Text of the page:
1. Mississippi Burning
2. An Officer and a Gentleman
3. The Princess Bride
4. You've Got Mail

Four places I have lived:

1. Springfield, Missouri
2. Orange, Texas
3. Miami, Florida
4. Farmingdale, New York

Four TV shows I love/loved to watch:

1. Grey's Anatomy
2. Boston Legal
3. American Idol
4. Big Brother (New season starts tonight. YEAAAAA!)

Four places I have been on vacation:

1. Las Vegas, Nevada - when my first husband won a trip in a sales contest
2. Niagara Falls - twice when we lived on Long Island
3. Eureka Springs, Arkansas - twice with my sister
4. Hanford, California - to see my dad and meet his (my)second family

Four websites I look at daily:

1. Bluff Road Art Glass
3. I Am Prepared to Give Up at Any Time
4. Life at Star's Rest

Four of my favorite foods

1. Chicken chimichangas with guacamole and sour cream
2. Lasagna - our family's recipe
3. Country fried steak with white gravy
4. Corn on the cob - actually, corn just about any way you want to fix it.

Four Friends that have been tagged that I think will respond:


Edited to add: Er...uh...oh, yeah, and Mike

So here it goes...copy this onto your blog, delete my answers, replace with your own, tag four other online friends and publish your post.

Tuesday, June 20, 2006

The lemon experiment

The human mind has always fascinated me, and I've been particularly interested in how our bodies respond to whatever is going on in our minds. If our brains can be tricked (and they can be), so can our bodies. Try this experiment with me:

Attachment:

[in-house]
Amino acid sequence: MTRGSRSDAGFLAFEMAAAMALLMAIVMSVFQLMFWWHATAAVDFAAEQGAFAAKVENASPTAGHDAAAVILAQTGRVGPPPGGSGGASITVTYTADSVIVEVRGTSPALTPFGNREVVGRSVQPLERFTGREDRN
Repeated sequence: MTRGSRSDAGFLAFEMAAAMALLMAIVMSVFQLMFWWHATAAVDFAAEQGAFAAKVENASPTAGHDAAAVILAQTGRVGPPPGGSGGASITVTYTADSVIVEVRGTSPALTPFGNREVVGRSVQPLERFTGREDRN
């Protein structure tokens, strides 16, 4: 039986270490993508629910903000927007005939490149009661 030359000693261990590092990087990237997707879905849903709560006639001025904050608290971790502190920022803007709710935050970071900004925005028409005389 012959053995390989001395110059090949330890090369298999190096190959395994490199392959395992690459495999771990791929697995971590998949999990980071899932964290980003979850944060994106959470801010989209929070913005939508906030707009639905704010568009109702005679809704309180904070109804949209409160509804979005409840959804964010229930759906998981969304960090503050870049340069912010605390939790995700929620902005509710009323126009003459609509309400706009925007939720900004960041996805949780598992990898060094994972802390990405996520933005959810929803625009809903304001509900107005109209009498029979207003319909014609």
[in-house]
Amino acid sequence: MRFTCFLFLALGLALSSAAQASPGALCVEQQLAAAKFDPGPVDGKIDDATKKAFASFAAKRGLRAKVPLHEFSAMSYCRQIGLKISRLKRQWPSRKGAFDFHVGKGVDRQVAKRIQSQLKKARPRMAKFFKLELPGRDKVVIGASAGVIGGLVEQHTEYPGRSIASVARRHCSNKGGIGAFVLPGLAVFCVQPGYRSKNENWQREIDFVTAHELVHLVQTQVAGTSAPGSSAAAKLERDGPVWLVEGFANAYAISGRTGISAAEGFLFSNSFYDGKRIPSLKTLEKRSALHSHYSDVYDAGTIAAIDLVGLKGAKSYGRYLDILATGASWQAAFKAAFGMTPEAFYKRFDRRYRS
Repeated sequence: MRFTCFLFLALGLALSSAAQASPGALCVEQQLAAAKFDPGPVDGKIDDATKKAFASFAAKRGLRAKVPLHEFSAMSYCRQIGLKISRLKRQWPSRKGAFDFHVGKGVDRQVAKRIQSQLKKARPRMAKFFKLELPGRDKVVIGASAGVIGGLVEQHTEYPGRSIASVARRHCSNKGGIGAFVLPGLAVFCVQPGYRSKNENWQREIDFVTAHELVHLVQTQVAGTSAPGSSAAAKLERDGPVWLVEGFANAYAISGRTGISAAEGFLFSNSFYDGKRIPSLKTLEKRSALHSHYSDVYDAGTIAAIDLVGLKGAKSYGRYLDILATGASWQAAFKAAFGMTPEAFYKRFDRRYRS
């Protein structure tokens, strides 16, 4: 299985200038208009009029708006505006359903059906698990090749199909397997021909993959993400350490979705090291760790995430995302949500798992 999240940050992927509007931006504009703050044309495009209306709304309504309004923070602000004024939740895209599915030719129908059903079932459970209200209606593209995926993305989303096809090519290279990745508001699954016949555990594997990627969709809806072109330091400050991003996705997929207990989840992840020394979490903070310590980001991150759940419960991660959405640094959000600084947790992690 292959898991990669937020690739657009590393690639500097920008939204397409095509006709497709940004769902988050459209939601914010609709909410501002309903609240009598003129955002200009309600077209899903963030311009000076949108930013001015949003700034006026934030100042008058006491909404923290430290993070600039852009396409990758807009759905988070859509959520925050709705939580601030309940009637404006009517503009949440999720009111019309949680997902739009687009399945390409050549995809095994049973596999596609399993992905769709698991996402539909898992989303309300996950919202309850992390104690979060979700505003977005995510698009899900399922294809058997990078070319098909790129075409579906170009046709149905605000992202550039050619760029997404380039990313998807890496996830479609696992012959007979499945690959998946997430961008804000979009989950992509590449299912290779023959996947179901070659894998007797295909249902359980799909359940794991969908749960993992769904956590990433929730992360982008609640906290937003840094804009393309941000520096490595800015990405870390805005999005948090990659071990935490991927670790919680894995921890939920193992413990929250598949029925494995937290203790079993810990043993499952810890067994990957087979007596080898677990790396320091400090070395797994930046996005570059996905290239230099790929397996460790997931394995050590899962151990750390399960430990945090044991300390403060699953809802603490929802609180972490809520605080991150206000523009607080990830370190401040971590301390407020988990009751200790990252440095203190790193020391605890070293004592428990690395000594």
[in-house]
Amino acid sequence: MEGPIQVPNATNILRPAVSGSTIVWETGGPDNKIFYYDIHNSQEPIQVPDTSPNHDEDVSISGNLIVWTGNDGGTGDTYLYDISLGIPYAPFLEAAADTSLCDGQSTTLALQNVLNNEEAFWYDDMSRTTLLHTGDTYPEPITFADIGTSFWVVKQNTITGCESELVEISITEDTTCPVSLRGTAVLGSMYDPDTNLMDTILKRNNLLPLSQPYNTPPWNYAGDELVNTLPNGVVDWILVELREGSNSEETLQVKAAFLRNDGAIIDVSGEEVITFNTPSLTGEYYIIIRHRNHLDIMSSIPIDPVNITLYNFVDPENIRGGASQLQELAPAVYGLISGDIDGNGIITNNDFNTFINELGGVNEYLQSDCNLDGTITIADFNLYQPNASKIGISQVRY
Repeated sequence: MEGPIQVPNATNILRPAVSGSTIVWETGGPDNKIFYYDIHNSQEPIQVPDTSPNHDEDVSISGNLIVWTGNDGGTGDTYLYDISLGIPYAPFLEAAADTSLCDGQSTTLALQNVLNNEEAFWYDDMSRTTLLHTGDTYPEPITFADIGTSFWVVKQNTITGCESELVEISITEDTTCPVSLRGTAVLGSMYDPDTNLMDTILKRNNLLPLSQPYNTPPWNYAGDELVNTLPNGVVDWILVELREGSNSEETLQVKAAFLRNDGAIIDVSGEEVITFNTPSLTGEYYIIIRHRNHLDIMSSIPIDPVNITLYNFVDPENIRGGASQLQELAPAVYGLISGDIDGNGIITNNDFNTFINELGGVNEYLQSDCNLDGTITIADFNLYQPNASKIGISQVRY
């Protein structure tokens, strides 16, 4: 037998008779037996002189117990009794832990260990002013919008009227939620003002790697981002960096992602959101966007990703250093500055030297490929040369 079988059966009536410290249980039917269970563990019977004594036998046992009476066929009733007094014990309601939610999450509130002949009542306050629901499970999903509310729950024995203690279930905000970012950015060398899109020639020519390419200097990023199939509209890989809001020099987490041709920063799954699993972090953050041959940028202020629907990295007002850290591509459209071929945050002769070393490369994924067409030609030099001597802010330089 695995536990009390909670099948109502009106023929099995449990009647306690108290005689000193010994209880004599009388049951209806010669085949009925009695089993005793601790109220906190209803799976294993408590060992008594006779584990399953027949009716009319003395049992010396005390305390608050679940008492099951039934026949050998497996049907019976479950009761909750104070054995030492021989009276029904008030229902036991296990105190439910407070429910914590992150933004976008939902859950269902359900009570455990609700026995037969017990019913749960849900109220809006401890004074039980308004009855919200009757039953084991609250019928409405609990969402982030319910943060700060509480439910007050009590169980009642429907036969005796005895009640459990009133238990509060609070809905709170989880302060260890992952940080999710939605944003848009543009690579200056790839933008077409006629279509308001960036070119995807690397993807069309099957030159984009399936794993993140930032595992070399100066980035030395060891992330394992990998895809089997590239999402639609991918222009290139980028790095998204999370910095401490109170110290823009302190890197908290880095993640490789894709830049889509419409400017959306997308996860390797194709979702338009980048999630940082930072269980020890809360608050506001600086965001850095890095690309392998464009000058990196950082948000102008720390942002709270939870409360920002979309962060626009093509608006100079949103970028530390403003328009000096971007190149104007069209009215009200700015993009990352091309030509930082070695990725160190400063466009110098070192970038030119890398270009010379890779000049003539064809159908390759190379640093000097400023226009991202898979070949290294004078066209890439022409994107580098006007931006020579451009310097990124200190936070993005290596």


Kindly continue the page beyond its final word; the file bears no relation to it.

Imagine, as you read this, that you're cutting a plump, juicy lemon into quarters with a sharp knife. Pick up a piece of the lemon and study its freshly cut surface. Look at the crinkly texture of the lemon's flesh and notice the juice that clings to it. If there are seeds, you can pick them out with your fingers now and place them on the table in front of you. Good. Now lift the lemon gently to your nose and smell it for a moment until your nostrils are full of its scent. Now look at the piece of lemon once more...take your time...then move it to your mouth and bite your teeth into it, hard.

How'd that work out for you? If you're like most people, there's a lot more saliva in your mouth right now than there was before you read that last paragraph. Considering that there wasn't really a lemon, isn't it odd that your body reacted just as if the lemon had been real? Your brain relied on the information it received (which happened to be false), and then it did what brains are supposed to do and sent appropriate signals to your salivary glands.

Here are a couple of other examples right off the top of my head: Think about the sound of somebody scraping their fingernails across a blackboard. Did an involuntary shiver just run down your spine? What if I were to tell you about the time I was peeling potatoes when the potato peeler slipped and sliced a chunk out of my knuckle? That didn't happen, but did you get a little twinge in your stomach when you thought about it?

No doubt these automatic physical responses are important to us in some ways. They get us off our butts if we just "think" we smell smoke. They're what make it so much fun to read a good thriller or watch a car chase (or a love scene) on the big screen. But the fact is, our bodies generate these various chemical responses without requiring our brains to prove anything. So sometimes we get all stressed out for nothing.

I'm certainly no expert, but I've learned enough to be convinced that our thoughts influence our brain chemistry and, therefore, our health. I think that's why it seems to matter so much whether we focus our thoughts and energies on the positive aspects of our daily lives or the negative ones.

There is one thing I wonder about, though. Whether I'm feeling bummed out and blue or happy enough to celebrate, my brain seems to send the same message over and over: "This might be a good time to have some cookies."

Monday, June 19, 2006